(HealthDay News) — Exposure to perfluorinated and polyfluorinated chemicals is associated with increased insulin and triglyceride concentrations in overweight children, according to research published online February 25 in the Journal of Clinical Endocrinology & Metabolism.
Clara Amalie Gade Timmerman, of the University of Southern Denmark in Odense, and colleagues assessed the relationship between plasma PFC concentrations and adiposity and markers of glycemic control in children. The children were aged 8–10 years and from a subset of participants in the Danish component of the European Youth Heart Study.
The researchers found that, among overweight children, an increase of 10ng/mL perfluorooctane sulfonic acid was associated with higher insulin concentration (16.2%; 95% confidence interval [CI], 5.2–28.3%), higher β-cell activity (12.0%; 95 percent CI, 2.4–22.4%), higher insulin resistance (17.6%; 95% CI, 5.8–30.8%), and higher triglyceride concentration (8.6%; 95% CI, 1.2–16.5%). Also among overweight children, an increase of 10ng/mL perfluorooctanoic acid was associated with higher insulin concentration (71.6%; 95% CI, 2.4–187.5%), higher β-cell function (67.5%; 95% CI, 5.5–166.0%), higher insulin resistance (73.9%; 95% CI, 0.2–202.0%), and higher triglyceride concentration (76.2%; 95% CI, 22.8–153.0%). No association was found between PFC exposures and either adiposity or markers of glycemic control among normal-weight children.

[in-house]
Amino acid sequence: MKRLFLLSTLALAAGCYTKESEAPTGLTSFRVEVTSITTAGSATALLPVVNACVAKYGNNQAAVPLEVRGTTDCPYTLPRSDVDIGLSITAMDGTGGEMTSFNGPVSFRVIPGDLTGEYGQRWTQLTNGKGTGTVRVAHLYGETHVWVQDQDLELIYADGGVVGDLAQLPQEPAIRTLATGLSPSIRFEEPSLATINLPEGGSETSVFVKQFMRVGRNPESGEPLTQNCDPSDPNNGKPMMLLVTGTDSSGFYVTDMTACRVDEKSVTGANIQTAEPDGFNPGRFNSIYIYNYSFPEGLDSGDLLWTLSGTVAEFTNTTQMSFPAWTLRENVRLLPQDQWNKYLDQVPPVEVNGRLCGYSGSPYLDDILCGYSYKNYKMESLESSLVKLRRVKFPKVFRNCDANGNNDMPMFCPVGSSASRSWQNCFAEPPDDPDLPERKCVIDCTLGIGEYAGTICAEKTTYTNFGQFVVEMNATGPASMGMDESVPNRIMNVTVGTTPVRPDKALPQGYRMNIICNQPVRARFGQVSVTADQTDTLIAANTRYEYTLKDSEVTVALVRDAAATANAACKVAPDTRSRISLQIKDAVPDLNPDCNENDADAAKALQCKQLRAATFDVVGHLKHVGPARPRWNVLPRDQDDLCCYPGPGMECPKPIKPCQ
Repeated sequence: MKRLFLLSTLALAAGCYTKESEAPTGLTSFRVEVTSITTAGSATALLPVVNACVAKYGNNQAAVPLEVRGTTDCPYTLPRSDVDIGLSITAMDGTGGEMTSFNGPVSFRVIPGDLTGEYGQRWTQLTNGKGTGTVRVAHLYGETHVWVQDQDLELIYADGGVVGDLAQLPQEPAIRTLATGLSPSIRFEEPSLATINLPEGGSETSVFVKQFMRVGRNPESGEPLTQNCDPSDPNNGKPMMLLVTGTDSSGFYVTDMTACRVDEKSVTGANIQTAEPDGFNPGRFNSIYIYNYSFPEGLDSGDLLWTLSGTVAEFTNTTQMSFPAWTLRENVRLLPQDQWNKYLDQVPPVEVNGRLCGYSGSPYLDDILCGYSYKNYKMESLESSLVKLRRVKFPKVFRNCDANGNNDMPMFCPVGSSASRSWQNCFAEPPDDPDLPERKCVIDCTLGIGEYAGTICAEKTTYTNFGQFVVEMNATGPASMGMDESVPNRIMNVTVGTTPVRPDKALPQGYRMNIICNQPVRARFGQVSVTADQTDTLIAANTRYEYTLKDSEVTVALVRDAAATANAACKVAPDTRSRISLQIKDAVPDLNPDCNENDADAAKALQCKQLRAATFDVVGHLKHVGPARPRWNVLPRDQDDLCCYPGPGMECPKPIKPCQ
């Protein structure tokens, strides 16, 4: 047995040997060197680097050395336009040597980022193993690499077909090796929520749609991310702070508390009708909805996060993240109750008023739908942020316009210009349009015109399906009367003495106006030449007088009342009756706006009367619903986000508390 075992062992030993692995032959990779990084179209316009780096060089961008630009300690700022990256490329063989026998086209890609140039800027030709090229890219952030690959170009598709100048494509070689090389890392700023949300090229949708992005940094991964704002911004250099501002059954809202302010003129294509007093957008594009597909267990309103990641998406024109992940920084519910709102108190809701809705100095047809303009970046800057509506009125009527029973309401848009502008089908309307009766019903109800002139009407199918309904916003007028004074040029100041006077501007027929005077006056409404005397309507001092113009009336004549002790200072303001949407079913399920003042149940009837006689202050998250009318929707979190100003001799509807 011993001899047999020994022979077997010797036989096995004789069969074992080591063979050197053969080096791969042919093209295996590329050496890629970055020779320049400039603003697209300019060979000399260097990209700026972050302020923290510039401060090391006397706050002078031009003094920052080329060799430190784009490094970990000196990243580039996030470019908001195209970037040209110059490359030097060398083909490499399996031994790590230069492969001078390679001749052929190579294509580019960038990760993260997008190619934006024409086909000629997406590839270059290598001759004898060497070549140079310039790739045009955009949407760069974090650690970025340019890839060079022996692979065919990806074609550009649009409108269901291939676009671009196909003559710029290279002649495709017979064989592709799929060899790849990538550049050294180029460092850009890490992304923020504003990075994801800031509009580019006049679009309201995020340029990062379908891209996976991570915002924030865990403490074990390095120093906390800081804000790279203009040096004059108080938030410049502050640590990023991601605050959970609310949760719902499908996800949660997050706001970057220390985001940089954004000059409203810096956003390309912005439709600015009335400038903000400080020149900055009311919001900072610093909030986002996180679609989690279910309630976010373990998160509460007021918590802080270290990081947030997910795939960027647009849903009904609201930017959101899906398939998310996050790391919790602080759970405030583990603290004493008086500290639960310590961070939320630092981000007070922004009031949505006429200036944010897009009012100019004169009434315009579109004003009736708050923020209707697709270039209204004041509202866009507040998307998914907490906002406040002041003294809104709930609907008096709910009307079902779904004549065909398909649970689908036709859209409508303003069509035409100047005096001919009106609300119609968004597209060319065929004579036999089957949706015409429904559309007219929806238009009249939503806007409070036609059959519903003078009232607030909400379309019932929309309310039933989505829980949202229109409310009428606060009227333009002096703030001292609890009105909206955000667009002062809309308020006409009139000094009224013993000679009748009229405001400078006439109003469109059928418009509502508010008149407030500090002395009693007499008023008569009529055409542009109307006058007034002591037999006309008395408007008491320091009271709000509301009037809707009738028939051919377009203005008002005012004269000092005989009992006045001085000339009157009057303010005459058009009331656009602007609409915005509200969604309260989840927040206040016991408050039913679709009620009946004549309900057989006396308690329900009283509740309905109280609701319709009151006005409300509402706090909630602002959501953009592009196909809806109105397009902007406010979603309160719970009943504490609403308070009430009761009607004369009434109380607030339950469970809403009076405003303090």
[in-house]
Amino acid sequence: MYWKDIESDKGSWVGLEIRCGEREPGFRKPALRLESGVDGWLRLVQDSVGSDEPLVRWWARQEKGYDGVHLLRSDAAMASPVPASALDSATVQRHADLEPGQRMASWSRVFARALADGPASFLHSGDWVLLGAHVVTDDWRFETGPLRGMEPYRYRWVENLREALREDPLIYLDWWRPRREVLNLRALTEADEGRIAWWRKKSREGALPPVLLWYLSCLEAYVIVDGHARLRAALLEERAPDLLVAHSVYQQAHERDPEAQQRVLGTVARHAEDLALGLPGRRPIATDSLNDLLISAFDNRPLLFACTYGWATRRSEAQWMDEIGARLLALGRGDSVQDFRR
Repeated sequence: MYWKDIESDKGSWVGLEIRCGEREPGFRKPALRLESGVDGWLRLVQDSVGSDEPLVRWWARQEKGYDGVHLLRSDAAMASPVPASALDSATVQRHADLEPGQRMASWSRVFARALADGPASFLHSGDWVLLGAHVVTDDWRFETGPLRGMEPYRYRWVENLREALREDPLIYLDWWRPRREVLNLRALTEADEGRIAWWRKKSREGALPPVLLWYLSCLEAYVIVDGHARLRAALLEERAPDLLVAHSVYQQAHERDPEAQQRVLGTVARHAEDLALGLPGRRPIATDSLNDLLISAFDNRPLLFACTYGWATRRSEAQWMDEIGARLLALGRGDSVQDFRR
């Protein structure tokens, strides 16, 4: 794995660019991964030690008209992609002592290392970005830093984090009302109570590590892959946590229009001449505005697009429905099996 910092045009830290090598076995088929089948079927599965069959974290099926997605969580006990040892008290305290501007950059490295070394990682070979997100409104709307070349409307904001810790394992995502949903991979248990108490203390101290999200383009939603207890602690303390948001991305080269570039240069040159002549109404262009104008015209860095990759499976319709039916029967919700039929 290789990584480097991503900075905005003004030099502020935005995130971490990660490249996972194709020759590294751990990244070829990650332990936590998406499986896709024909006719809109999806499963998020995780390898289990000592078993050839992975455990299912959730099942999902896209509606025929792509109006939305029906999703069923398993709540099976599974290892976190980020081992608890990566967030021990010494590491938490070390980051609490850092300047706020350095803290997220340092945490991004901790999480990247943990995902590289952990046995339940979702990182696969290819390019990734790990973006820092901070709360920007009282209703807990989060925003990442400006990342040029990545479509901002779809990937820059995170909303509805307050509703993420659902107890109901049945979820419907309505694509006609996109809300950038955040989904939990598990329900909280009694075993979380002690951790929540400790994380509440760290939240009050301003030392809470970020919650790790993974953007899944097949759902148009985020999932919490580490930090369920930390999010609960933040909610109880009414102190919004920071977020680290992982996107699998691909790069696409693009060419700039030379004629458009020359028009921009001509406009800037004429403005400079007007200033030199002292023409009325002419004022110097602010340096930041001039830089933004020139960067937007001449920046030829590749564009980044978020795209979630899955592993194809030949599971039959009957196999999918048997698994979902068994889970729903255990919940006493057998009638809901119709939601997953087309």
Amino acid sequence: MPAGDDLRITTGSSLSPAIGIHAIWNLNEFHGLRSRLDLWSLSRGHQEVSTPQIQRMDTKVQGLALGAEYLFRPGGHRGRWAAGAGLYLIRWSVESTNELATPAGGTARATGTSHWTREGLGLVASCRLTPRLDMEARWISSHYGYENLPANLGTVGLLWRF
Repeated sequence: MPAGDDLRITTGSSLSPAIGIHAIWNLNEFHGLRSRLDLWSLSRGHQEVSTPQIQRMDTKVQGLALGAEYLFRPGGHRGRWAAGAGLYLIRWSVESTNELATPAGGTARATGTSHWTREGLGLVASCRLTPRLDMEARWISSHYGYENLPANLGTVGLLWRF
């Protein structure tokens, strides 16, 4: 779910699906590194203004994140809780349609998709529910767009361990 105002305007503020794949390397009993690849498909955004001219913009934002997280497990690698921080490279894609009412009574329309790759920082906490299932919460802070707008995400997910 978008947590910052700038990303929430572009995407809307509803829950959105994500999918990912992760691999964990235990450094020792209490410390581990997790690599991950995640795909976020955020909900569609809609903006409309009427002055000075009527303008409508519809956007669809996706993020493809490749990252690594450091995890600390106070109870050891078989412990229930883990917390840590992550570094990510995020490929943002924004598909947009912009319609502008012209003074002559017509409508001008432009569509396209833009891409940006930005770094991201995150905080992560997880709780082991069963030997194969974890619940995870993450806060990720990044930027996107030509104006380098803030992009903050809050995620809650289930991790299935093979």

“Among overweight children, increased PFC concentrations were associated with higher insulin and triglyceride concentrations,” the authors write.